The Acupuncture Alternative
Does a patient have the right to access to non-Western forms of medical treatment? Anh Tran, S.J., Markkula Center for Applied Ethics Associate Director of Health Care Ethics, discusses the issues in this case of a doctor’s refusal to refer a patient for acupuncture.
Mr. Chen, a 40 year-old patient originally from China, has had lumbar problems for one year. The condition includes dull pain in his right leg and the inability to sit still for long periods. X-ray examination reveals a prolapsed lumbar disc. He has been treated with conventional pain medication with minimal effect.
His physician, Dr. Robert Olson, recommends back surgery, but Mr. Chen is reluctant to take this option. Instead, he asks the doctor to refer him to an acupuncturist because his insurance coverage requires physician's approval for "alternative" therapy. He mentions to the physician that he has tried acupuncture before, and it has helped him.
But Dr. Olson is skeptical about any kind of alternative therapy. This derives partly from his belief that allopathic medicine, the approach taught in Western medical schools, is the most efficacious because it has been scientifically proven through clinical trials. He has also had extensive positive experience with surgical treatment for Mr. Chen’s condition. In his view, other forms of medicine are at best placebos, and he does not see it as his duty to recommend them. He refuses to order the acupuncture.
Did the physician act ethically?
This case illustrates a common scenario in doctors’ offices. Many patients seek alternative therapies because conventional medicine has not brought them satisfaction. Must their physicians make these referrals? As you answer the question, you might consider these ethical issues:
First, it is important to define what is "conventional" and what is "alternative." Dr. Olson has overlooked the fact that for Mr. Chen, as for many of his Asian patients, acupuncture and herbal therapy are considered conventional treatment. In East Asia (China, Japan, Korea, and Vietnam), there is a dual system of medicine – Oriental, or "traditional," and Western, or "modern." Each type of medicine has its sphere of influence, and they are not considered mutually exclusive.
Although acupuncture and Chinese medicine have been a part of the regular health care system in East Asia for millennia, they did not become popular in the United States until the 1970s. Since then, acupuncture has been used by millions of American patients and performed by thousands of health care professionals, including physicians, dentists, and acupuncturists.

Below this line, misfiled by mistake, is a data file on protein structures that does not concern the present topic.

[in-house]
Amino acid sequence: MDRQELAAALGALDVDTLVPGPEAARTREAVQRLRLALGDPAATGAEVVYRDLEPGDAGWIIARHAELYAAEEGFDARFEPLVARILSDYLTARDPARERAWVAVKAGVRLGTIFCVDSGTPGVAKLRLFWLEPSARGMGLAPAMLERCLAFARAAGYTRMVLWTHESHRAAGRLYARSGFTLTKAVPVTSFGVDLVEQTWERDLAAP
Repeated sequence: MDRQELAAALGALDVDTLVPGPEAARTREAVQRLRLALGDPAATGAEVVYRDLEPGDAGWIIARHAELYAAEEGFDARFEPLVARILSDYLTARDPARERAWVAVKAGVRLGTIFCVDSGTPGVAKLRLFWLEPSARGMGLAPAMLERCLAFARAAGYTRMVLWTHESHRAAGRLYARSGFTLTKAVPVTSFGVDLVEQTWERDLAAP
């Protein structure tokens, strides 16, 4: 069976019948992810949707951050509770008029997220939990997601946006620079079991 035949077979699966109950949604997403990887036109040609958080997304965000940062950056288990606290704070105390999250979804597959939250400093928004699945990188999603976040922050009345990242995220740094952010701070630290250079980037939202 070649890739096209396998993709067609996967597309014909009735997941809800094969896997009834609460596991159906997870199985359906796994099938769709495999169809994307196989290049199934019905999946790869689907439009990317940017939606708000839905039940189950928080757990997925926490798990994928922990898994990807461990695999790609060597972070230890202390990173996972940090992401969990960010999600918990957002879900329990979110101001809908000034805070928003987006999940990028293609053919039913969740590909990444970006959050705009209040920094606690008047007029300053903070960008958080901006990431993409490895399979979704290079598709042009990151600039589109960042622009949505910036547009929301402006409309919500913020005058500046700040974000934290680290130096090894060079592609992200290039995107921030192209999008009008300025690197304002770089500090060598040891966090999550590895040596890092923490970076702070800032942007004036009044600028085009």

After two decades of researching and reviewing the body of knowledge on acupuncture, the U.S. Food and Drug Administration recently removed acupuncture needles from the category of "experimental medical devices"; it now regulates them just as it does surgical scalpels and hypodermic syringes. In 1997, the National Institutes of Health published a consensus statement recognizing the efficacy of acupuncture as a therapeutic intervention for conditions ranging from post-operative pain and chemotherapy nausea to addiction and stroke rehabilitation. According to the NIH report, acupuncture "may be useful as an adjunct treatment or an acceptable alternative or be included in a comprehensive management program."
While acupuncture is now readily available in the United States, there can still be cultural differences in the way American and Asian patients approach this treatment. People who grow up in an environment where Chinese medicine is a regular part of health care tend to value it for what it’s worth, but they will not hesitate to use Western medicine whenever necessary.
On the other hand, many non-Asian patients who seek alternative treatments are often unhappy with conventional medicine. They want a more relational style of health care; they wish to alleviate symptoms gently or with fewer side effects; they wish to prevent disease or enhance wellness. Some of them look at Chinese medicine as the answer to all their problems. These patients are in a more vulnerable position because they often are desperate to try anything. They are less critical of alternative therapies and expect more out of them. As a result, they are often victims of medical frauds that can cost them money, time, and health.
Medical Need Vs. Desire